Scott’s Thoughts: The Longest Night

“Just when I think I have learned the way to live, life changes.”

- Hugh Prather, (January 23, 1938 – November 15, 2010), American self-help writer, lay minister, and counselor.

Image of winter scenceLast week we witnessed the winter solstice. For those of you unfamiliar with the winter solstice, it is the precise moment the Northern Hemisphere is tilted its farthest from the sun, and usually occurs near the day when there is the least amount of daylight and the most darkness.

While the holiday season is a joyous time for many, for others it can be a dark time. The longest night of the year is a pretty apt metaphor for the type of depression which can settle in out of nowhere. Suddenly, all the light is gone.

The underlying causes for depression can be complex, and I urge anyone who is feeling depressed to seek professional help. Depression is widely regarded as a chronic, manageable disease, and while there are sophisticated prescription options available from healthcare providers, there’s a lot you can do to help cope with the darkness should it arrive.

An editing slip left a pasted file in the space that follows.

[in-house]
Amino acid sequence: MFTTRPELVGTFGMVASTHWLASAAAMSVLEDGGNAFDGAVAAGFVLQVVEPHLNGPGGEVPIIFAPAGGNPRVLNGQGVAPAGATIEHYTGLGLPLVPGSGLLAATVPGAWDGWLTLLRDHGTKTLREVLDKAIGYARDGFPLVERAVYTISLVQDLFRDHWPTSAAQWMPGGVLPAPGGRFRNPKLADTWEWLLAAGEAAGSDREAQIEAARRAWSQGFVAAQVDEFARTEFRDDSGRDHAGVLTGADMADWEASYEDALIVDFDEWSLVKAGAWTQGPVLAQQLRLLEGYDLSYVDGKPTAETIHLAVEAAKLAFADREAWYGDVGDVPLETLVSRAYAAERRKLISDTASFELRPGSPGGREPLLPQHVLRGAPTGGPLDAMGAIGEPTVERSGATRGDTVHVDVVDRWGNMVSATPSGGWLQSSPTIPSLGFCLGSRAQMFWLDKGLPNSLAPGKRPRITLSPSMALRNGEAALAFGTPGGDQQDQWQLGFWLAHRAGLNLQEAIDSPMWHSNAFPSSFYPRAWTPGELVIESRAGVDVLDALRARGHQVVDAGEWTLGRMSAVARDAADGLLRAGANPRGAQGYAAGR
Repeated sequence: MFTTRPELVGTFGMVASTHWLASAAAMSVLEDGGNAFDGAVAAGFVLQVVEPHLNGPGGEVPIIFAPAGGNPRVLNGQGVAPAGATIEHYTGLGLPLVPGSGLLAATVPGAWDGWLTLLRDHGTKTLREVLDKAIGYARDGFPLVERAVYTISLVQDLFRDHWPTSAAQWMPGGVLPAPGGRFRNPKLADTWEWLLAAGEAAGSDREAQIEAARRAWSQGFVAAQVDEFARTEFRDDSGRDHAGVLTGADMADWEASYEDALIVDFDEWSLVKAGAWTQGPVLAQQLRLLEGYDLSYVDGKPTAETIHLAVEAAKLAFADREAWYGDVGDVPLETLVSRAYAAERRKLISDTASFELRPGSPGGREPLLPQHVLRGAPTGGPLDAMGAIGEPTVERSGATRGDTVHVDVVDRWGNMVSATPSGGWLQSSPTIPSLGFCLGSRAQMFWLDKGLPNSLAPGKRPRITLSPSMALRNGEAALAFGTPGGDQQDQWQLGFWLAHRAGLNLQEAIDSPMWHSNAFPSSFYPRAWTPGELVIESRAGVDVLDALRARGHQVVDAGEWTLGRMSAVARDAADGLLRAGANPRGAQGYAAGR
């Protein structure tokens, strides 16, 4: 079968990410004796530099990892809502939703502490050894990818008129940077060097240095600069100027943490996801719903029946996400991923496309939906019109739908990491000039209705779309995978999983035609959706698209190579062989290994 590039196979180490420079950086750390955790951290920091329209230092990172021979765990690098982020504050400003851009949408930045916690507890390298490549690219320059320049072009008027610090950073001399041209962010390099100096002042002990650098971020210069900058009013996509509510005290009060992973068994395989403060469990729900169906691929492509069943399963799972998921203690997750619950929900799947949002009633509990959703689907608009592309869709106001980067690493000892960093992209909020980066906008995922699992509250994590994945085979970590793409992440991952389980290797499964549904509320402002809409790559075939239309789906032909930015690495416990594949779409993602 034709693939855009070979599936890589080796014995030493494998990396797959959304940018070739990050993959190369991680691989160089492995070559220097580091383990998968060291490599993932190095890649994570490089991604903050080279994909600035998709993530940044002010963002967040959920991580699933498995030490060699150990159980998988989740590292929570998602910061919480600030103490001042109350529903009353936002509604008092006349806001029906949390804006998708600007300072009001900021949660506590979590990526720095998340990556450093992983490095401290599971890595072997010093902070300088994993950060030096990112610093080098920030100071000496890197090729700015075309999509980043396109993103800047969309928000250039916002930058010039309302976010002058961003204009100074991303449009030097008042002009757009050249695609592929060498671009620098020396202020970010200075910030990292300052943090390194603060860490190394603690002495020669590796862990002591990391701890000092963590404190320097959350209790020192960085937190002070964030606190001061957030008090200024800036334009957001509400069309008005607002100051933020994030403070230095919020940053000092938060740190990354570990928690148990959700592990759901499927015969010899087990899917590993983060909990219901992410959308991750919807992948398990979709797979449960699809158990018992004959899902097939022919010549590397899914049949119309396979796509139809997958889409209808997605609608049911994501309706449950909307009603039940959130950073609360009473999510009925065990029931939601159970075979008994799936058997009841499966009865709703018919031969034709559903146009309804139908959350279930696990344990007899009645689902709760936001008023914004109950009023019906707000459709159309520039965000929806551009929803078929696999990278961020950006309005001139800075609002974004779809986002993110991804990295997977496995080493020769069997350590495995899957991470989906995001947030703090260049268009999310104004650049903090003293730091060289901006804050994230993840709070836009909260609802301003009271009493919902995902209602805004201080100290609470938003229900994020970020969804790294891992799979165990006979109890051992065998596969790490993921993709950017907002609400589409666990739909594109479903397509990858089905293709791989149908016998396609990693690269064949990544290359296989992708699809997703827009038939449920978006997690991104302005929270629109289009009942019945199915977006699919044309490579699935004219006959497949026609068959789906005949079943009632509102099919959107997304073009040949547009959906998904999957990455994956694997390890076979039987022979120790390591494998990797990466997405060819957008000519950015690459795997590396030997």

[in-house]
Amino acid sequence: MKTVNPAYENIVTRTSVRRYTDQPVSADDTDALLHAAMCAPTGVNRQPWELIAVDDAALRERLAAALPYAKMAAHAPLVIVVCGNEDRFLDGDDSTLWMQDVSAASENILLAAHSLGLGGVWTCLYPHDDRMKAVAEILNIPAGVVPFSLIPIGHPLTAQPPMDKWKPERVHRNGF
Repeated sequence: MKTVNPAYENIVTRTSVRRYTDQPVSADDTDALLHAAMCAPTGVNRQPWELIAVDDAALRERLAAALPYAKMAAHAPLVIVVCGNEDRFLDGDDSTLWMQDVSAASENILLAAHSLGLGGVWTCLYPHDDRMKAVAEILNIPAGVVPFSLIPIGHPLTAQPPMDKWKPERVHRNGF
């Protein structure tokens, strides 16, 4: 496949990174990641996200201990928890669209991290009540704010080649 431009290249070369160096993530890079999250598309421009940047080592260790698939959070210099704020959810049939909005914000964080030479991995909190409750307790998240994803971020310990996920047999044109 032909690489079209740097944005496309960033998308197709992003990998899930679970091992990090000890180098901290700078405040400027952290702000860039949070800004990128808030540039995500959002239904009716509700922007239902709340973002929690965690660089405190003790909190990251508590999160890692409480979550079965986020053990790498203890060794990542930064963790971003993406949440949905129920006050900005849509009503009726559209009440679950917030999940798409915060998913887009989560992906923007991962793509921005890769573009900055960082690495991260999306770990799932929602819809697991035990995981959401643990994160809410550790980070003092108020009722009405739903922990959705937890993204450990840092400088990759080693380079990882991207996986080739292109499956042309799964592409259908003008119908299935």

The University of Michigan Depression center operates an online “Depression Toolkit” with a great deal of helpful advice. If you or someone you know suffers from depression, the site is well worth your time:

Depression toolkit

Finally, if you are feeling acutely despondent and need help now, please know that there is free, immediate assistance available from the National Suicide Prevention Lifeline (1-800-273-8255).

No matter how long the night, please know that you have value in this world, and that the daylight can and will make a return, however gradual.

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